While my frame continues to languish in the back of the shop, awaiting action by Trek’s glacially efficient Warranty Department, I got a chance to ride another full-suspension 29er. This time, it was the Kona Hei Hei 2-9, and the venue was the Harlow Lake trails, site of the 2011 12 Hours of Potluck. The main comparisons to this bike will be my normal ride, a 26″ Gary Fisher HiFi and the 29″ Specialized Camber I reviewed a little while ago.
The first thing to get out of the way is that the version of the bike I rode has very little in common with the version you get shipped by Kona. The version I rode belongs to one of the owners of The Bike Shop in Houghton, and has received the full SRAM XX treatment. Really all that remains of the version you can find on Kona’s website is the frame and rear shock. Otherwise, there was a Truvativ Noir bar wearing Ergon GX1 grips and XX shifters. Rear shifting was handled by an XX rear derailleur and the front was “only” an X0 front derailleur. Power was transmitted through XX cranks and an XX Reba fork soaked up the hits up front. The Maxxis Ignitor in the front and Aspen in the rear were mounted on Stan’s ZTR Crest rims. To get enough setback, I was riding my own crankbrothers Cobalt seat post and Bontrager inForm saddle. In short, it was the most expensive bike I have ever ridden. Clearly, the ride should be excellent. So how was it?
This is a super-light bike that looks very good. The raw aluminum finish works well. Everything about the way the bike was built makes it want to get up and go. With the ProPedal off, the Float RP23 is a little active. If you stand up and pedal, you bounce around like crazy. This does translate to a comfortable ride when the trail gets rough, but is very annoying when you’re sprinting out of a corner. When you compare this to the FSR suspension on the Camber, it feels really inefficient. The trade-off is that the Camber bounces you around a little more that the Hei Hei. My HiFi has a Float RPL and I almost always run with ProPedal on. I imagine that riding the Hei Hei with ProPedal on would give you the best of both worlds. (I think it’s worth noting that the Camber uses a RockShox Ario, which doesn’t seem to have any specific platform damping that I can find.) On the extended climb that is part of the Potluck course, the Hei Hei went up exceptionally. However, I wonder how much of that is the insane lightness of everything versus the efficiency of the suspension and geometry.
Descending was adequate. It felt lighter than my HiFi and even a bit lighter than the Camber, but somehow didn’t have the same kind of maneuverability that the Camber did. I don’t know if that came from the short stem, the Noir riser bars or the overall frame geometry, but it felt like I needed a lot more steering input to get the behavior I wanted out of the bike. Big hits were also really, really noisy. I don’t know what was causing the noise – chain slap, suspension linkages, whatever – but it was always a bit disconcerting.
One thing I didn’t really notice until after I had returned the bike to its rightful owner was the fact that pedal strikes are almost non-existent. My XT-level SPD pedals are only 1.5 years old, but look really beat up due to the number of times I clip rocks and roots on the HiFi. There were fewer pedal strikes with the Camber, but in 4 hours of riding, I had but one single strike with the Kona. This is apparently due to the very high bottom bracket, something that doesn’t seem to have any ill effects elsewhere.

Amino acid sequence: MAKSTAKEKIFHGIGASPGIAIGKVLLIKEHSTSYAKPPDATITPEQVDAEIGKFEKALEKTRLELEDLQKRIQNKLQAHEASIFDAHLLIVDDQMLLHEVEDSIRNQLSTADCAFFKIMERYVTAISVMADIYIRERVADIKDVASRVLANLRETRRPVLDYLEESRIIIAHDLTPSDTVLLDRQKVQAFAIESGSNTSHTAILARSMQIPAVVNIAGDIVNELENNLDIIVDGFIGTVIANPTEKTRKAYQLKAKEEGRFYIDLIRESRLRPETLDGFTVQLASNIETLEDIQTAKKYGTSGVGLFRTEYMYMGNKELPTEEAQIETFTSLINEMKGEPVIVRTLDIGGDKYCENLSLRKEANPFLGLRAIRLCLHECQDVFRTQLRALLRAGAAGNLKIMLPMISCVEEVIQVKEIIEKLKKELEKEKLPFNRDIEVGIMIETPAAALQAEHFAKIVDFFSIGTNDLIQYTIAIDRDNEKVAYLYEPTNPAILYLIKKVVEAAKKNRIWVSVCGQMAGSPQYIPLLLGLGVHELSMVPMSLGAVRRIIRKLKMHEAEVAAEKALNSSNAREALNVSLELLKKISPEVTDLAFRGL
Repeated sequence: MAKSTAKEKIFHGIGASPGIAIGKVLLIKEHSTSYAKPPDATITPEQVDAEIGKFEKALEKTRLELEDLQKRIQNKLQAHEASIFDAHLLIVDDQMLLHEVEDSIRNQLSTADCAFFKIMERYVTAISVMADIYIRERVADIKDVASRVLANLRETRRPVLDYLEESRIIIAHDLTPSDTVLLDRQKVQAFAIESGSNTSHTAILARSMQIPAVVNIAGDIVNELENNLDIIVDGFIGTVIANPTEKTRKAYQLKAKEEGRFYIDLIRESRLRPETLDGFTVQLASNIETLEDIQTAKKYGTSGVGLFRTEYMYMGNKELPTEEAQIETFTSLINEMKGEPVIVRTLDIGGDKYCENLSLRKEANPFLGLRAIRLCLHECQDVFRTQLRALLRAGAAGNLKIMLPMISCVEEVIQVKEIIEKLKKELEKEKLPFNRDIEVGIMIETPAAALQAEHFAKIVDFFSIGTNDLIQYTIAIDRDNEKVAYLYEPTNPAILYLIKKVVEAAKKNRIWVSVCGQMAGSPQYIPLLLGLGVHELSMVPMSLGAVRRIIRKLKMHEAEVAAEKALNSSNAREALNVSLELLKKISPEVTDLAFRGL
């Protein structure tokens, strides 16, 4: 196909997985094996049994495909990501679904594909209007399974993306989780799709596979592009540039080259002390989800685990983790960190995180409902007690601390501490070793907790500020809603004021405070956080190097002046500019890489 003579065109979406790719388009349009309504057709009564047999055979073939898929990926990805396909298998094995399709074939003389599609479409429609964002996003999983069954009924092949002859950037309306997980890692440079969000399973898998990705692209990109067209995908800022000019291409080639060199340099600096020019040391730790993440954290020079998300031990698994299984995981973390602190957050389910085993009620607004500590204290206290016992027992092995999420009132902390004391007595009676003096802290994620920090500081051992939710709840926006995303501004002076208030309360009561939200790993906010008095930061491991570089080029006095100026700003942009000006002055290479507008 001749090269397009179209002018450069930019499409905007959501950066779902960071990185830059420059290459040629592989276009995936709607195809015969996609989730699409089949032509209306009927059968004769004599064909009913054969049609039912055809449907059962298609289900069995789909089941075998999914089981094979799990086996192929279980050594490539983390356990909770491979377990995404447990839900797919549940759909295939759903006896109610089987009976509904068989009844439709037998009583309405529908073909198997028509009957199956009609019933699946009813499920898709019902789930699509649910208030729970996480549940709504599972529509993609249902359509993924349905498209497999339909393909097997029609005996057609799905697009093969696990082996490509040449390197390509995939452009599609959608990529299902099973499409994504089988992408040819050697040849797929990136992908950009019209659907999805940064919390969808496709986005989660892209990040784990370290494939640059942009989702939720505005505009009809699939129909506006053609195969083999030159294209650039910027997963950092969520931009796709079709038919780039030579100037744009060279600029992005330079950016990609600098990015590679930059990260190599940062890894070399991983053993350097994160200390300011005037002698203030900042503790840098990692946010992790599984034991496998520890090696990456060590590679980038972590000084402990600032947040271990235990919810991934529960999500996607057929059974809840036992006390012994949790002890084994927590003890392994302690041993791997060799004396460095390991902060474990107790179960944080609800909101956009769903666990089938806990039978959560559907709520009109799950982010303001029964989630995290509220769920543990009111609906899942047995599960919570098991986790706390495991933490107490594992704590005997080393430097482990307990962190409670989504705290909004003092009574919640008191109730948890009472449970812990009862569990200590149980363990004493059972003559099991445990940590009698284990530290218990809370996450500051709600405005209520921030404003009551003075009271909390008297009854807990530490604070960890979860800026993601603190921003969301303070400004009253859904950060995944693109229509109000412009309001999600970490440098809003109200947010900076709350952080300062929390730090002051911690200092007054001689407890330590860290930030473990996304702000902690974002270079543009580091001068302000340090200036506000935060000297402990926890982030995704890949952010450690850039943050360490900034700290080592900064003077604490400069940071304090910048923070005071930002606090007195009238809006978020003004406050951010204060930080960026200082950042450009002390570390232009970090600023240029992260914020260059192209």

The 19″ bike felt a little small with the short stem that was on there, but the standover height was sufficient for my 32″ inseam. I think it would just be a matter of getting the right stem to get a good fit. The other components worked like they ought to, given the price. 2×10 shifting is crisp, precise and, above all, quick. The Avid hydraulics offered plenty of stopping power, but also enough modulation to let you control your speed on descents. The Reba fork was smooth, though I think the remote lockout is more than I need. The Ergon grips would take a lot of getting used to. The “wing” portion added a new pressure point on my palms that started to get irritated after 4 laps of the racecourse. I also miss having options for multiple hand positions. This would be remedied with the Ergon GX2 or GS2 grips, but then you couldn’t use the carbon handlebars. The Maxxis Ignitor was pretty much flawless, and I was suitably impressed with the grip of the Aspen. The Aspen did want to let go under hard braking such that the tail of the bike wanted to whip around to the front, but scrambled up loose climbs, even when I was standing and turning over a stupidly big gear.
At the end of the day, this bike performed like a bike with its price tag ought to perform: Incredibly well. But if you can’t swing $5000 for a full-suspension 29er with the XX treatment, what are you left with? I think the answer is a very capable trail rig that will still carry you through rough racecourses (like the kind we have up here in the UP) or along your favorite marathon course. I know I was fresher and less beat up than my race partner, who was piloting a Specialized Stumpjumper Expert Evo R 29er. My main wish list would be for less bob in the suspension (even with ProPedal off) and steering that was a bit more nimble.
My time on the Hei Hei 2-9 made me rethink my position on buying a Kona a little bit. I had been pretty much anti-Kona before the ride, and now I would consider them. It would be a hard sell over something with a firmer suspension feel, but years of riding a single-pivot with ProPedal have shown me I can adapt to just about anything. If you like the look and can swing the price, I would recommend it for those involved in marathon racing, rougher XC riding or just the all-day epics.